Ben's Website

MA Game Design Journal

Approaches to Play
MA Independent Games and Playable Experience Design
Benedict Henshaw
2018 – 2019

This is a weekly journal kept during my MA in Independent Games and Playable Experience Design at Goldsmiths, Univesity of London.


Week 01 — Labyrinth

During the past few weeks I have been working on a small game idea. It started as a demonstration of a 2.5D ray-tracing technique, in the style of Wolfenstein 3D. It runs at a low resolution, and uses very small textures.

The goal is very simple - find your way through a labyrinth. The twist is that players can draw on the walls, and their drawings are shared via a server, so players can see each others drawings. I intend to make the labyrinth confusing and complex, so my intention for this mechanic is to allow players to help each other asynchronously — leaving notes and markings for each other, returning to the game over time, and progressing together to move deeper into the labyrinth, and to find the exit. I chose drawing on walls over something like placing simple markers as I feel it allows for more player expression.

There are still some technical challenges involved in this that I have yet to solve. Most prominent is transferring the data for the wall drawings. Walls have 32x32 textures. If I were to store each pixel as one bit, one wall would require 128 bytes of storage to hold all the drawing data. If I were to limit the size of one level of the labyrinth to 16x16 tiles, then I would need a maximum of 32 Megabytes (16 x 16 x 128) to hold all of the drawing data; I would also prefer to have larger levels than this. This is too much data to be transferring often — It may take several minutes to download on slower connections. Thus I will need to construct a streaming technique that will load in drawing textures as needed, and storing them for later to avoid repeat downloads.

Given my more technical background, I am trying to force myself into situations where I do less programming and more game design. I think this project is a case of the opposite, and so I may put it on hold for a little while, and come back to it when I feel like a technical challenge.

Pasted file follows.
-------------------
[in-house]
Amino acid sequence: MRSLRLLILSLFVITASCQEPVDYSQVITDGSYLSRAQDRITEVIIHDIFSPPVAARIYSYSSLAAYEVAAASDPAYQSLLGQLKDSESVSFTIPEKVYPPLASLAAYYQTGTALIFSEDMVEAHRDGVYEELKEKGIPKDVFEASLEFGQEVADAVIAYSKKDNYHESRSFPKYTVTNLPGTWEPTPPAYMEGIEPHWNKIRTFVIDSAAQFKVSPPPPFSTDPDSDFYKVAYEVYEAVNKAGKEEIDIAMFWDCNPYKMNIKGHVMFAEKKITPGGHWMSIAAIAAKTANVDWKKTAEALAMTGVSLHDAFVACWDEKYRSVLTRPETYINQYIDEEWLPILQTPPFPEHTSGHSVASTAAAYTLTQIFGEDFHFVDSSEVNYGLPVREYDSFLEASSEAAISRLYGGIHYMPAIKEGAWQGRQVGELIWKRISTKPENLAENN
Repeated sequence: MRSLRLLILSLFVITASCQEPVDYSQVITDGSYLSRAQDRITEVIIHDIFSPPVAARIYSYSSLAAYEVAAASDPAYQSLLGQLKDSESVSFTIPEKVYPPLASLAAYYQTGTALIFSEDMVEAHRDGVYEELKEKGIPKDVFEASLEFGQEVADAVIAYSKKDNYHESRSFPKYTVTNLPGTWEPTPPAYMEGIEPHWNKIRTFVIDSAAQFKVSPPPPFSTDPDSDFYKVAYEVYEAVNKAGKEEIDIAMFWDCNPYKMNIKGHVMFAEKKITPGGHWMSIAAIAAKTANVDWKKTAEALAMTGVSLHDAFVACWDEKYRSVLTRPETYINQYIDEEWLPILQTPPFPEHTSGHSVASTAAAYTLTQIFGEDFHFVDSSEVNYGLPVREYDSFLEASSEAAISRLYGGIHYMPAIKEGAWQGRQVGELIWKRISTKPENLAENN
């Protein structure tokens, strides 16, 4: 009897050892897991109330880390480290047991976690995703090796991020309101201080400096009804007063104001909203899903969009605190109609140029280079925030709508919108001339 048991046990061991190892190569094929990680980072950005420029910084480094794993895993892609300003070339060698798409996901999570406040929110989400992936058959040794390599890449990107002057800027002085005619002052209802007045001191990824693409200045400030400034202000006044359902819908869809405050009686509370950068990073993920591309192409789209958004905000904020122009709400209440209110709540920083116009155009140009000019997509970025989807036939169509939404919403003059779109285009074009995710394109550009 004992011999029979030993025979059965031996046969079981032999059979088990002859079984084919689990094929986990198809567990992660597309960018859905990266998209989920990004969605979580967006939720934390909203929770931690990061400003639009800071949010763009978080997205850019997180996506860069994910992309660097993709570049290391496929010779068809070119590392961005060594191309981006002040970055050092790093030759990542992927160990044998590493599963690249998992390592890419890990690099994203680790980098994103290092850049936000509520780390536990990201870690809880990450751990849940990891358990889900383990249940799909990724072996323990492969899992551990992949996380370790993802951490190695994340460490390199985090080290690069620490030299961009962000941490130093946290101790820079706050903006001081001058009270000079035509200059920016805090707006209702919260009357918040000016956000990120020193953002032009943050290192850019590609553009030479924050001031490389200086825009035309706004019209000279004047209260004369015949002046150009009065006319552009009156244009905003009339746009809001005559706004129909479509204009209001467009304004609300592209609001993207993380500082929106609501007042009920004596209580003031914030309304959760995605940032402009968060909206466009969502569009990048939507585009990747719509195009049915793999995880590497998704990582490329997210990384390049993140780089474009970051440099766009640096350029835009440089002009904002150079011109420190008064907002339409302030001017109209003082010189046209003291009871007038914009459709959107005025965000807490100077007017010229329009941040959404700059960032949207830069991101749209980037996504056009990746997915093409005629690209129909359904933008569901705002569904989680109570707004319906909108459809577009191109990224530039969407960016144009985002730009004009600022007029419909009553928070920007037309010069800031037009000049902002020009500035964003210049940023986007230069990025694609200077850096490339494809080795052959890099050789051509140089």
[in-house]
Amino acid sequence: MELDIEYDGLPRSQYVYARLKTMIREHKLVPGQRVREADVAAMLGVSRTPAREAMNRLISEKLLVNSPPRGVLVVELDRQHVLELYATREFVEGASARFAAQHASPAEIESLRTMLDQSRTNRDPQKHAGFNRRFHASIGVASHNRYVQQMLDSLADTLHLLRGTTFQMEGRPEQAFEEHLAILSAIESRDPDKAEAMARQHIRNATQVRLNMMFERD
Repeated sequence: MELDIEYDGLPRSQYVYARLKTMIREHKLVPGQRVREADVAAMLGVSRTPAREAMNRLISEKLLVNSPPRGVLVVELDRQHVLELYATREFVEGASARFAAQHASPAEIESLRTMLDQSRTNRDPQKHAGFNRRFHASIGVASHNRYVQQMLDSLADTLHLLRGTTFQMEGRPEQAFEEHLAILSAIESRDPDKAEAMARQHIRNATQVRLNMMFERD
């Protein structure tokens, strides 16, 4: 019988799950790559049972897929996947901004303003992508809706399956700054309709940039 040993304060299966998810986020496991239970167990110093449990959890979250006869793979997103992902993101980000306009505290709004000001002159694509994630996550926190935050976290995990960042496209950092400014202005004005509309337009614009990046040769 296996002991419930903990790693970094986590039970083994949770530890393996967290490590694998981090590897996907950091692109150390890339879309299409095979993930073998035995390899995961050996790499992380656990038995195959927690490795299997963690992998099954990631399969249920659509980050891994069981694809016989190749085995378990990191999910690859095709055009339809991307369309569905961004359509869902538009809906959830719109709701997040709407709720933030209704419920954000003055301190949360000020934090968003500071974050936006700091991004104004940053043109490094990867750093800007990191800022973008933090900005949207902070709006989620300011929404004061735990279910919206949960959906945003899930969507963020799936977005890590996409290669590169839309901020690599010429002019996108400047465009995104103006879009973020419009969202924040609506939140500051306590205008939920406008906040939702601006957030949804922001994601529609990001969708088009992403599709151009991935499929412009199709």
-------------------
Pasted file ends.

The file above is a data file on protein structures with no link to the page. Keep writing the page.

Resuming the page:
This Week’s Thoughts

Week 02 — Fortune

A few years ago I went to Oxford for a hackathon. The event was well catered, and at some point during the late evening fortune cookies were given out. My fortune read “Relax and enjoy yourself.”; something I took to heart during the event (I didn’t end up submitting anything). I’ve been carrying this little fortune with me in my wallet ever since.

Photo of my fortune.

This little piece of paper represents many things for me about that time. I met many people that certainly changed the course of my life. For many of us, our time at university is one we will remember fondly, and I enjoy carrying something with me that reminds me so clearly; like a snapshot of that time.

I would like to produce an installation piece that prints tiny personalised artworks for guests to keep. Perhaps in the style of a fortune cookie, but I would like to explore this further. This could be achieved using a Thermal Printer (like those used for receipts in cash machines), and some natural language generation for the text content. Perhaps some images could be generated also.

In other news, I have been thoroughly enjoying Physical Computing. When I was a child, my grandfather taught me lots of things about electronics — how circuits work, how to read resistors, and plenty more. I had not used this knowledge for almost 10 years, but it has come back to me in a surprising way. My grandpa passed away this year; I would love to show him what I have been doing, and thank him for inspiring my love of technology.

This Week’s Thoughts

Week 03 — Falling Blocks

I am a big fan of falling block games, such as Tetris, Puyo Puyo, and Dr. Mario. Lately, I have been playing quite a lot of Dr. Mario, which I enjoy in particular for the way that the blocks are structured, and how that affects the way they fall. The strategies one must employ to succeed in Dr. Mario have little in common with Tetris — so it feels fresh to me as a Tetris addict.

Dr. Mario for NES (1990)

Another aspect of these games that appeals to me is that one can look at any individual frame of the game and they can know how well the player is doing with only a basic understanding of the rules of the game. How high is the highest block? The answer to that question gives an indication of how long the play session has lasted, and how ‘in trouble’ the player is. In Tetris, a player with a slightly better understanding of the strategies employed in the game might notice that a player is attempting to leave space for a long piece, in order to get a four-row combo.